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Bridge of Sighs, Venice, or Ponte dei Sospiri | Print |  E-mail
Written by Larry Aiello   
Wednesday, 02 June 2010 21:26

Bridge of Sighs, Venice, ItalyThere are a couple of theories, derived from Romantic literature author Lord Byron, on how the Ponte dei Sospiri, or "Bridge of Sighs" received its name.

The "Bridge of Sighs" was erected in the year 1600 AD to connect the Doge's prisons with the inquisitor rooms of the Doge's Palace.  One theory - the sighs are supposed to be of the condemned prisoners as they were led from the inquisitor to the executioner during their final moments, or before being imprisoned.

Another story says that if a couple kisses under the bridge while riding in a gondola at sunset, they will enjoy eternal love. Thus, the "sighs" are said to come from the lovers who are overwhelmed and overjoyed with romance.

Touring the Bridge of Sighs, and Doge's Palace

You can view the Bridge of Sighs as part of the Itinerari Segreti ("Secret Itinerary") tour of the Doge's Palace.  This is a 90-minute tour, which can be booked by appointment, and is conducted in Italian.  Included are the prisons, torture chambers, and other rooms that normally aren't open to visitors.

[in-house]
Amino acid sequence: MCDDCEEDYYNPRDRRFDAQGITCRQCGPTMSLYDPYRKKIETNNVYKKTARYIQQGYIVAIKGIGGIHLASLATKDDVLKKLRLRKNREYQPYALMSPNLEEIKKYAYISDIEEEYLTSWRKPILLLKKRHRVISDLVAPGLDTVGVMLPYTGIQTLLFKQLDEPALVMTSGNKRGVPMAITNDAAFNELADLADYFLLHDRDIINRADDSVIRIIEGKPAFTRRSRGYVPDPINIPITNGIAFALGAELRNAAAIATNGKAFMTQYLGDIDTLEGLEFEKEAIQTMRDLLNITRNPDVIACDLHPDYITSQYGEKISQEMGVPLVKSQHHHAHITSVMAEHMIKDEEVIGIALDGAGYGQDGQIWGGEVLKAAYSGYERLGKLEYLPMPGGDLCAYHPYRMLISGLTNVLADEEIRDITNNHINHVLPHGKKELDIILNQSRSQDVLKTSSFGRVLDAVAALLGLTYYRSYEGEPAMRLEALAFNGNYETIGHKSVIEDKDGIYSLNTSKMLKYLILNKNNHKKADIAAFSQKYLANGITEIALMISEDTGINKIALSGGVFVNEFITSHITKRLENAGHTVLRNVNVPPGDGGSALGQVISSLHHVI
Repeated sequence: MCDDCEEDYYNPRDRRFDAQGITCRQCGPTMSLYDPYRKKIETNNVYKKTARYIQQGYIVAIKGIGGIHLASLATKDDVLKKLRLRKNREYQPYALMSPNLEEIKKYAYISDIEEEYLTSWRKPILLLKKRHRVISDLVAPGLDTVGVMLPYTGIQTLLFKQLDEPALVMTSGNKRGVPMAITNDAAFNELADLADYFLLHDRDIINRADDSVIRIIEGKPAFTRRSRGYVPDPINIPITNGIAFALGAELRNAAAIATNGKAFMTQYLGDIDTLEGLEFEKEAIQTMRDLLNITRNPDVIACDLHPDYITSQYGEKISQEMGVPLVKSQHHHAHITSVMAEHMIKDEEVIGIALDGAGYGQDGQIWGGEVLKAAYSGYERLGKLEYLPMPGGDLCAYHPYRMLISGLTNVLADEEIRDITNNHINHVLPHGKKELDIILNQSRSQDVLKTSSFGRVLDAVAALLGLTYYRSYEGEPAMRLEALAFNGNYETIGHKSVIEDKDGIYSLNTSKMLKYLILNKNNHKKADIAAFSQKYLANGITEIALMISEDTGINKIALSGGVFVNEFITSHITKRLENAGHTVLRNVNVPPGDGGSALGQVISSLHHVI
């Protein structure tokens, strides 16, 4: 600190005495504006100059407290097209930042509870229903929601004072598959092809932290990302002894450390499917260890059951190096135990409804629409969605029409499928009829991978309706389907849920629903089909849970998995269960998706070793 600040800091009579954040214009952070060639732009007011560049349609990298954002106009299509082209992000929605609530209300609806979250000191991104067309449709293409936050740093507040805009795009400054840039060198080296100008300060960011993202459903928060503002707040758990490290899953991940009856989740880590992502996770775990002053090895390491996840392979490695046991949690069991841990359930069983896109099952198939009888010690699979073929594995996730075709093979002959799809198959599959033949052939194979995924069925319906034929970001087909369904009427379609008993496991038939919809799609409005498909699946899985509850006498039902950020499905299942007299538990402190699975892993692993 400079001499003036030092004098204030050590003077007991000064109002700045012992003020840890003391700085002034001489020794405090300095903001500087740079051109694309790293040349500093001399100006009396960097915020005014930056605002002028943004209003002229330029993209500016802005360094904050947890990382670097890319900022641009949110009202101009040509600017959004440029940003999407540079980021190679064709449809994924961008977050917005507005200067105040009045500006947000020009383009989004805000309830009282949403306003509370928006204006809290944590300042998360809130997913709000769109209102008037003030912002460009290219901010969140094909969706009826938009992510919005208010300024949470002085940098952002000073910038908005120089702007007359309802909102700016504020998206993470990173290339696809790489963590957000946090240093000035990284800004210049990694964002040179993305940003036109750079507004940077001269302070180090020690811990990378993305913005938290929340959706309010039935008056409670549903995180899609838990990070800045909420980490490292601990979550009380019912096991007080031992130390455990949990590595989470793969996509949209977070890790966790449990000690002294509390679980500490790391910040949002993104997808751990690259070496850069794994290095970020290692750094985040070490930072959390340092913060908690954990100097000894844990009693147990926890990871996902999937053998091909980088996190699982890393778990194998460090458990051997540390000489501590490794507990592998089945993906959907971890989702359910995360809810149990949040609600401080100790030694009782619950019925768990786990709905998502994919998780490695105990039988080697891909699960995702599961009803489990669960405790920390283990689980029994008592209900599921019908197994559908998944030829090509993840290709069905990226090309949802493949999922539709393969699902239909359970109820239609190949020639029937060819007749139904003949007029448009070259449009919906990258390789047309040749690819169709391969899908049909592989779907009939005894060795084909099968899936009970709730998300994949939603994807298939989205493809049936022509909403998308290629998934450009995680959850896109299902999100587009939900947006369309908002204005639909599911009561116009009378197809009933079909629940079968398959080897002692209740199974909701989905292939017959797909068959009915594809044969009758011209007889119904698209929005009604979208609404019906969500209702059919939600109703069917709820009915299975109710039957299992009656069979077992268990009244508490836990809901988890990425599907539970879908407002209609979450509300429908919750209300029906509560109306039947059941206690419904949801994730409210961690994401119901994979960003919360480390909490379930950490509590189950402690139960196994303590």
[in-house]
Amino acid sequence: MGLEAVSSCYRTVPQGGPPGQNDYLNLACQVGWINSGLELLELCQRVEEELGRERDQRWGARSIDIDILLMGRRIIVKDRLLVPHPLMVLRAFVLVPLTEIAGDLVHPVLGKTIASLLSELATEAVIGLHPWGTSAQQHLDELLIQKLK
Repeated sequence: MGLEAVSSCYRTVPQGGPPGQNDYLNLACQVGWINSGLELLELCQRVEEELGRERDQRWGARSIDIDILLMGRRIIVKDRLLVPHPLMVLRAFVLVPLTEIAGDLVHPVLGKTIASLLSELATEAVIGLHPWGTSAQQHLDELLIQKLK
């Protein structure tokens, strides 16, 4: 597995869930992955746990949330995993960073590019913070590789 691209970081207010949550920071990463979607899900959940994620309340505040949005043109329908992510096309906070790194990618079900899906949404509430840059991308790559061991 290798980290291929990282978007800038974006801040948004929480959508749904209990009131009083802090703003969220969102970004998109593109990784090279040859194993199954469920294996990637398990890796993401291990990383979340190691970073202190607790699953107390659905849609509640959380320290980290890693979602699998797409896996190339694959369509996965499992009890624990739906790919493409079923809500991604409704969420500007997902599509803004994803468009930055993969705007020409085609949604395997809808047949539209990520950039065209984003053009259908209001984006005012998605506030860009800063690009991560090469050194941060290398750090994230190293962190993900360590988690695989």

Tours run during season from June through September, every day except Wednesdays at 10 a.m. and noon. The number of visitors is limited, so it is best to book a couple of days in advance.

The bridge is one of Venice's most famous, along with the Rialto Bridge. 
Other places where you can see a copy of the Bridge of Sighs is in England:  Cambridge and Oxford.

Photo Credit:  Bill Di Meo of


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